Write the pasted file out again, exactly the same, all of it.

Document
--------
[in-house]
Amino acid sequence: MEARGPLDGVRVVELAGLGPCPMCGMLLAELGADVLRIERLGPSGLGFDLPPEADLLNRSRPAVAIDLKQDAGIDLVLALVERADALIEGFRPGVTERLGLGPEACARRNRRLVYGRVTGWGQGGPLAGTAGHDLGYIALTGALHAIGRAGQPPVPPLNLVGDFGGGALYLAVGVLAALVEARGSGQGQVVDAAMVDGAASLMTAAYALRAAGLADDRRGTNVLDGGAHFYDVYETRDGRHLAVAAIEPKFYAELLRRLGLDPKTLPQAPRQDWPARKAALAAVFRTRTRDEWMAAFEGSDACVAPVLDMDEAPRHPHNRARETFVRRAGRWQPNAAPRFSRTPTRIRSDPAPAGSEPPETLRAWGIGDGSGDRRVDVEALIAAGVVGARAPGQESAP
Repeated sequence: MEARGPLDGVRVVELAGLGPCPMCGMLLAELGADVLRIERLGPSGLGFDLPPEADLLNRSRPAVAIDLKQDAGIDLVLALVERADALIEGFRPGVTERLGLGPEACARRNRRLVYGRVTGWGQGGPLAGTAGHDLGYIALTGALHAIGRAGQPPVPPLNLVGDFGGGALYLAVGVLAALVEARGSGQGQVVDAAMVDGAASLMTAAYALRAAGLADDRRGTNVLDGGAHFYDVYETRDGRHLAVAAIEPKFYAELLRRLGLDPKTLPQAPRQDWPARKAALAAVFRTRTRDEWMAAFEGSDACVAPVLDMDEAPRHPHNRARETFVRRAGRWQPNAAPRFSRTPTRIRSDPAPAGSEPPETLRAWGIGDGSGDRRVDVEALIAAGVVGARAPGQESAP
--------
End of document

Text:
[in-house]
Amino acid sequence: MEARGPLDGVRVVELAGLGPCPMCGMLLAELGADVLRIERLGPSGLGFDLPPEADLLNRSRPAVAIDLKQDAGIDLVLALVERADALIEGFRPGVTERLGLGPEACARRNRRLVYGRVTGWGQGGPLAGTAGHDLGYIALTGALHAIGRAGQPPVPPLNLVGDFGGGALYLAVGVLAALVEARGSGQGQVVDAAMVDGAASLMTAAYALRAAGLADDRRGTNVLDGGAHFYDVYETRDGRHLAVAAIEPKFYAELLRRLGLDPKTLPQAPRQDWPARKAALAAVFRTRTRDEWMAAFEGSDACVAPVLDMDEAPRHPHNRARETFVRRAGRWQPNAAPRFSRTPTRIRSDPAPAGSEPPETLRAWGIGDGSGDRRVDVEALIAAGVVGARAPGQESAP
Repeated sequence: MEARGPLDGVRVVELAGLGPCPMCGMLLAELGADVLRIERLGPSGLGFDLPPEADLLNRSRPAVAIDLKQDAGIDLVLALVERADALIEGFRPGVTERLGLGPEACARRNRRLVYGRVTGWGQGGPLAGTAGHDLGYIALTGALHAIGRAGQPPVPPLNLVGDFGGGALYLAVGVLAALVEARGSGQGQVVDAAMVDGAASLMTAAYALRAAGLADDRRGTNVLDGGAHFYDVYETRDGRHLAVAAIEPKFYAELLRRLGLDPKTLPQAPRQDWPARKAALAAVFRTRTRDEWMAAFEGSDACVAPVLDMDEAPRHPHNRARETFVRRAGRWQPNAAPRFSRTPTRIRSDPAPAGSEPPETLRAWGIGDGSGDRRVDVEALIAAGVVGARAPGQESAP